I think the problem isn`t storage volume with more than 33 TWh.
          Without pumped hydro you would still have the problem with more swings and increased water flow downstream at times which you point out, and of course the controversial power lines I must add.

          Still the task would be huge and is impossible to achieve before 2020. Sweden now has more than 6 GW of wind power, and Svenska Kraftnät estimates that 600 MW of wind power is available at the coldest day of the year in their latest analysis. If the Swedes were to let`s say double their wind power to 12 GW that means 1200 MW of wind power correspondingly. With a deficit of 9,2 GW nuclear they still would have to construct 8 GW of new installed hydro to cover all situations, or with other technologies like gas turbines.

          During the worst cold spell this year (first half of January) the Swedish power system was operating with very thin margins even with access to more than 8 GW of nuclear and maximum possible imports.

          • gweberbv says:

            Lars,

            when you are going to scrap 50% of your power plants within a few years, as it is anticipated in this blog entry, the challenge is for sure huge. 🙂
            (I doubt that in the end such a thing will really happen.)

            Still, I fail to see the point with the transmission lines. For new lines, I fully understand that there might be public unrest. But if an existing line is upgraded to allow for higher currents and/or voltages, I doubt that non-experts will notice any difference. At least this is the take-home message from the fights for grid extensions in Germany.

          • Syndroma says:

            The problem of water flow fluctuations downstream can be solved with small regulating dams to smooth out the flow.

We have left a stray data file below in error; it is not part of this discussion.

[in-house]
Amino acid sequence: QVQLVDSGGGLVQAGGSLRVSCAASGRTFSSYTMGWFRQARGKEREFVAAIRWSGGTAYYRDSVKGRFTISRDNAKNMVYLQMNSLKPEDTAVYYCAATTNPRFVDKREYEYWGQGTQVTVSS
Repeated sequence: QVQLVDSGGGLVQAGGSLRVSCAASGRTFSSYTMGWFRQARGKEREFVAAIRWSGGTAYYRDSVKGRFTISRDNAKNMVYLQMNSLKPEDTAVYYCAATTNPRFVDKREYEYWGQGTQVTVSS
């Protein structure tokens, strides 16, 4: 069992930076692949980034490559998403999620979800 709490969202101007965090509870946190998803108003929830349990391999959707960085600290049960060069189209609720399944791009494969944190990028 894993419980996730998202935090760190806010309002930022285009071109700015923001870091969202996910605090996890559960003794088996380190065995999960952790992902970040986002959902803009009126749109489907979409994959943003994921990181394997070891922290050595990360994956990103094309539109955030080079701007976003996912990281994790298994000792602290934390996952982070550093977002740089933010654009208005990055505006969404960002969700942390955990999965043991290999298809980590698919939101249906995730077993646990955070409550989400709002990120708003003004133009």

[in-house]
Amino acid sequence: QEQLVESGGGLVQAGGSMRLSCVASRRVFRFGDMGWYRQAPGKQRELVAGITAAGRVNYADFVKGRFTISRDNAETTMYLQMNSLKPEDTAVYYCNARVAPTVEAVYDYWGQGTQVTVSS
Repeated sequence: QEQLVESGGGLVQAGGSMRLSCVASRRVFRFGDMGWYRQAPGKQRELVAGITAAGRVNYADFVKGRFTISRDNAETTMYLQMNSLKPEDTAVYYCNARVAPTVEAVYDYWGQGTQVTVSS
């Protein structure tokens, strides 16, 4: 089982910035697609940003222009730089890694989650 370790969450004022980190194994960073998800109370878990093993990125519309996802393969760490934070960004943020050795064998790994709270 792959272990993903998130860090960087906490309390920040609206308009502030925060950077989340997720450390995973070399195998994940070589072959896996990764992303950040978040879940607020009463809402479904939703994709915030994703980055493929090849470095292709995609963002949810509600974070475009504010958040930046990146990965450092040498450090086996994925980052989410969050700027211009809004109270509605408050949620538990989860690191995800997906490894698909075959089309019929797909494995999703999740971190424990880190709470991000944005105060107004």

• nukie says:

        As I can see from the data hydro in sweden is operated between 4,x GW at the low end and >13GW at the high end at least. So the storages often enough already fully close down the turbines, to switch to full power again some times later.
        The 32TWh are the changes of the levels of the reservoirs which are already in use during the yearly cycle of filing and emptying of storages.
        Adding pumped storage between two lakes one above the other would not change the alternating of levels much, just (maybe) increase the speed, and change the causes.
        Higher flows than usual turbine operation happens at times of high water, from swizerland I have read that usual maximum natural flows are about 10 times the flows which the turbines can produce. Which is why high flows from the turbines do not cause a relevant damage there. I would guess it could be similar in sweden.

        • Lars says:

          Nukie, you are about right about Swedish hydro`s output limitations. From my experience having watched the markets over the last few years the bottom is around 3,5 GW on a summer day, presumably when only run of river is operating. The upper limit seems to be 13,5 GW on a very cold winter day.

          Some notes to your claims. First, in the large Swedish hydro systems there are hydro plants with regular intervals all the way downstream from the mountains near the Norw. border almost to the coast. These rivers are heavily regulated. When water is released through a turbine it flows to the next reservoir and so on. Of course, a minimum water level is required at all times, I presume the level is less stringent in the winter compared to summer (that`s how it works in Norway at least). The river will sometimes be rather dry just behind a reservoir when the plant is not producing at all, but tributaries help to fill up the river between reservoirs.
          I cannot comment on your claims about Swiss hydro, but it sounds odd to me. At least it is not the situation in Scandinavia where regulated rivers extremely rarely overflow due to the large reservoirs. In fact this is a big advantage compared to the situation before these reservoirs were made when you frequently had floods during the spring snow melt and the “rainy time” in the autumn.

          Again, I would like to point to one general difference between Norw. and Swedish hydro. The latter is mainly part of the river system itself, it is similar to a run-of-river system but with huge reservoirs that can form dozens of kms of the river. In Norway on the other hand there are mainly tubes or pressure shafts outside the natural river flows, so with a minimum level of water required in the river the flow of water is set regardless of production of the hydro plant.